“They frequently pass the task to mid-ranking prosecutors or tax authorities because it offers the Kremlin the chance to say it’s not political — it’s a procedural or regulatory issue taken up by good, hardworking people who don’t have political access,” he said, pointing to the example of Yukos.

Indeed, Mitvol said he had never even met Putin and had seen the president at meetings just five times.

A Kremlin spokesman said he was not sure if the two had ever met, but said “it could not be excluded.”

Government Infighting

Mitvol has also been caught up in the infighting between various factions within the government, with some Kremlin officials apparently backing Mitvol’s campaigns and others obstructing them.

In October, prosecutors raided Mitvol’s office over allegations of misspending on his inspection trips around the country, but the inquiry was later quietly dropped. Last week, he was appointed to a commission within the ministry that decides which subsoil resource licenses should be revoked, but then mysteriously was barred from attending a meeting of the commission.

In the infighting, Mitvol appears to have the support of Trutnev, who on Friday called for Mitvol’s boss as head of the ministry’s environmental watchdog, career geologist Sergei Sai, to be reprimanded for not checking oil firms more often for violations.

Mitvol appears to comprehend the power of the media like few state bureaucrats. Although his university studies focused on engineering, he took a doctorate in history in 2003 at a Moscow pedagogical institute, where his thesis explored the power of information politics in the Soviet Union and at the time of the Bolshevik Revolution.

“Mitvol also has the power of personality. He has a crusading style, so is well-suited for this task,” Maslov said.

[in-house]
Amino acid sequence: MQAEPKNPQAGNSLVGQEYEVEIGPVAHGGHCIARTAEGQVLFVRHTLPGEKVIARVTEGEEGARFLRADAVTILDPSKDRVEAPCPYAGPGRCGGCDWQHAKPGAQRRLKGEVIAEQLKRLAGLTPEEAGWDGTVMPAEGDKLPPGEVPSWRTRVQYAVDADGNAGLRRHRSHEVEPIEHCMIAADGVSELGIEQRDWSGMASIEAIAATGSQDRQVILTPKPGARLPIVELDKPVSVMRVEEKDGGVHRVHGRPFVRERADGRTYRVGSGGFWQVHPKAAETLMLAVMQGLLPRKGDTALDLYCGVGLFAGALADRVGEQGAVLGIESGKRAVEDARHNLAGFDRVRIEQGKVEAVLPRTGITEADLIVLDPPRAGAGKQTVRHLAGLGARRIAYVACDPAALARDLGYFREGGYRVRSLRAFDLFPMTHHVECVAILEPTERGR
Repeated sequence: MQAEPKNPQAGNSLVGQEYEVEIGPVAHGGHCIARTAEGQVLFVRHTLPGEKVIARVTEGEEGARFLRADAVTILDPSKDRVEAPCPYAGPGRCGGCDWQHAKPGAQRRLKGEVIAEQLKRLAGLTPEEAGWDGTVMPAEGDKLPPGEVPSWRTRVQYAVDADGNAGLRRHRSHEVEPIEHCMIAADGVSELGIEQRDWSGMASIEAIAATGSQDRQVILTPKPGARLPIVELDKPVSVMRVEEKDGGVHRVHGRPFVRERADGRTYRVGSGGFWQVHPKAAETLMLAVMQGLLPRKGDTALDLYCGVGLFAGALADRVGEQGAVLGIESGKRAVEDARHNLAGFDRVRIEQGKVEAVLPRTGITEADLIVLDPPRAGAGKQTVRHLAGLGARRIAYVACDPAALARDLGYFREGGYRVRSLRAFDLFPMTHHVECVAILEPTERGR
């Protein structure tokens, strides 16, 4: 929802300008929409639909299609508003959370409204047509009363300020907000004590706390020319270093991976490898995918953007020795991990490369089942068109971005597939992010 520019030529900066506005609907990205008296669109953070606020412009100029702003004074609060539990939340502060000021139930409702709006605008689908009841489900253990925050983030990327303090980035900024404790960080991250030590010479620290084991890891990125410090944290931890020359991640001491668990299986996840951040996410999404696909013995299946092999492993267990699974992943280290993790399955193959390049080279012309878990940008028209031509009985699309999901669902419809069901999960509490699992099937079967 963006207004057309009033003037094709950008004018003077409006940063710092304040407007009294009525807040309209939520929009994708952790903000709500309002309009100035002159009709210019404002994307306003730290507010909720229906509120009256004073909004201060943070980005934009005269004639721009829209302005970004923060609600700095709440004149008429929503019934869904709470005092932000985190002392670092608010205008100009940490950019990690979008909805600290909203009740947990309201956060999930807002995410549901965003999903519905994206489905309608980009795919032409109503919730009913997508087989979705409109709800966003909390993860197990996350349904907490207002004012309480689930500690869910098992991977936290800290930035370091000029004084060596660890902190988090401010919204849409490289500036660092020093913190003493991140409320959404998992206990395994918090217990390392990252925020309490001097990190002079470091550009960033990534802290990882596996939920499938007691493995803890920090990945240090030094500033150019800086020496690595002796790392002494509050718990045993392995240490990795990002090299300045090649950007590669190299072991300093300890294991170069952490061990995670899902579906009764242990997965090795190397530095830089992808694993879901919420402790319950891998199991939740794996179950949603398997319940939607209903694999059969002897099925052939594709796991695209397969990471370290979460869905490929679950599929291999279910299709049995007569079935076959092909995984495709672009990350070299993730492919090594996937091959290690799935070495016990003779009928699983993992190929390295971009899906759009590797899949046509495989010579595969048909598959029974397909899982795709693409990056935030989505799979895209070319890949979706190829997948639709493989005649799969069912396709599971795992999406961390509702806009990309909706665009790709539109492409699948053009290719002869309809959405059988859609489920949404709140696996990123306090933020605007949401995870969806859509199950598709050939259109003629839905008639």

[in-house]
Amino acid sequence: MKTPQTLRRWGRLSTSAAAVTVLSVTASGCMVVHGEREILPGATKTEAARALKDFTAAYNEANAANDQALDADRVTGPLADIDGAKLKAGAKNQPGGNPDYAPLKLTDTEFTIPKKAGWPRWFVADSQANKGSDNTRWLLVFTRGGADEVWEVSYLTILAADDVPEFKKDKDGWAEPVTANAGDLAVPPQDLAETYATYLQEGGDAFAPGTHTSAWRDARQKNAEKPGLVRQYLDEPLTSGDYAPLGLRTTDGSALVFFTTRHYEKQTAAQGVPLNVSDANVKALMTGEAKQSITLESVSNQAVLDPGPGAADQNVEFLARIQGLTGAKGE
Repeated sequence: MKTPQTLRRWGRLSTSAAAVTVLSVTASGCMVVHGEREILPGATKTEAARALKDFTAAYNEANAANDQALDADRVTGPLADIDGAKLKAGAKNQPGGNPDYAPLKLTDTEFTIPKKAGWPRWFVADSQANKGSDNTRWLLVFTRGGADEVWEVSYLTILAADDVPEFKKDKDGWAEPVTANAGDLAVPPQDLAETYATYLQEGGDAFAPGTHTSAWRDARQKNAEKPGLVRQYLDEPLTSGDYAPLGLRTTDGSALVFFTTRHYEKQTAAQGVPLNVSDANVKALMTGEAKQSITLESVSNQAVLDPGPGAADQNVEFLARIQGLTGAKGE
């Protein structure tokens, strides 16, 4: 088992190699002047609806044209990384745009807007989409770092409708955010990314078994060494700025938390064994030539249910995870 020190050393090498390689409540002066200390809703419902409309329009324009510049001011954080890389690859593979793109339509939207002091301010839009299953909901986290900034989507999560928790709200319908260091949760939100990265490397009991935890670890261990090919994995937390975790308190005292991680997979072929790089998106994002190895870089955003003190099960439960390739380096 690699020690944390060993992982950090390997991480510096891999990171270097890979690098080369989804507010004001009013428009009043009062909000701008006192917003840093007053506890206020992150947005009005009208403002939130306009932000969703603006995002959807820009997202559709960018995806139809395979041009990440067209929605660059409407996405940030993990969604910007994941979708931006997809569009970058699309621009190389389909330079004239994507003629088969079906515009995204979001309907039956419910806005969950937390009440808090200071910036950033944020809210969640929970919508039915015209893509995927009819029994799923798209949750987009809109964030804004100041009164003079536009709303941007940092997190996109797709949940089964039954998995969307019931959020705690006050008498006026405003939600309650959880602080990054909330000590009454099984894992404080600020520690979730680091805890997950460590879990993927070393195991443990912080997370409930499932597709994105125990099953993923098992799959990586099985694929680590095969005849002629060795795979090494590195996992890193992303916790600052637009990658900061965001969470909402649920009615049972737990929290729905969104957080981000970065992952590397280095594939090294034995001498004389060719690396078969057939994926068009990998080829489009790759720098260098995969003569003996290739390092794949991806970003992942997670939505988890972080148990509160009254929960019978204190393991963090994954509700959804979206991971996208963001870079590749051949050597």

Mitvol’s environmental audits — whether to the sites of dachas outside Moscow or the Shell-run oil and gas plant at the southern tip of Sakhalin Island — often come with the fanfare of a three-ring circus, with dozens of journalists in tow.

For one Sakhalin investigation in September, Mitvol even chartered a jet to ferry reporters to and from the far eastern island. On one trip around the island by bus, he escorted reporters from one site to another for 12 hours and took a group by helicopter to visit more sites the next day. At the end of an exhausting three-day tour, the seemingly indefatigable official was hanging out with reporters until the wee hours of the morning.

During the return flight, he happily held forth for several hours to a reporter on the subject of environmental damage on the island, when many state officials might have been content to take a few hours’ rest.

The Gazprom Dimension

Mitvol insists that his attack on Sakhalin-2 carries no ulterior motive, shrugging off a widespread belief that the state is putting pressure on Shell so that negotiations over Gazprom’s entry into the project swing in the gas giant’s favor.

“Now is the best time, and where are they? Why isn’t Gazprom taking it now?” Mitvol said of Shell’s invitation last year to Gazprom to take a 25 percent stake in the project in return for a 50 percent stake in Gazprom smaller Zapolyarnoye field in west Siberia.

Gazprom walked out of talks with Shell this spring, after the British-Dutch oil major doubled cost estimates for Sakhalin-2 to $22 billion.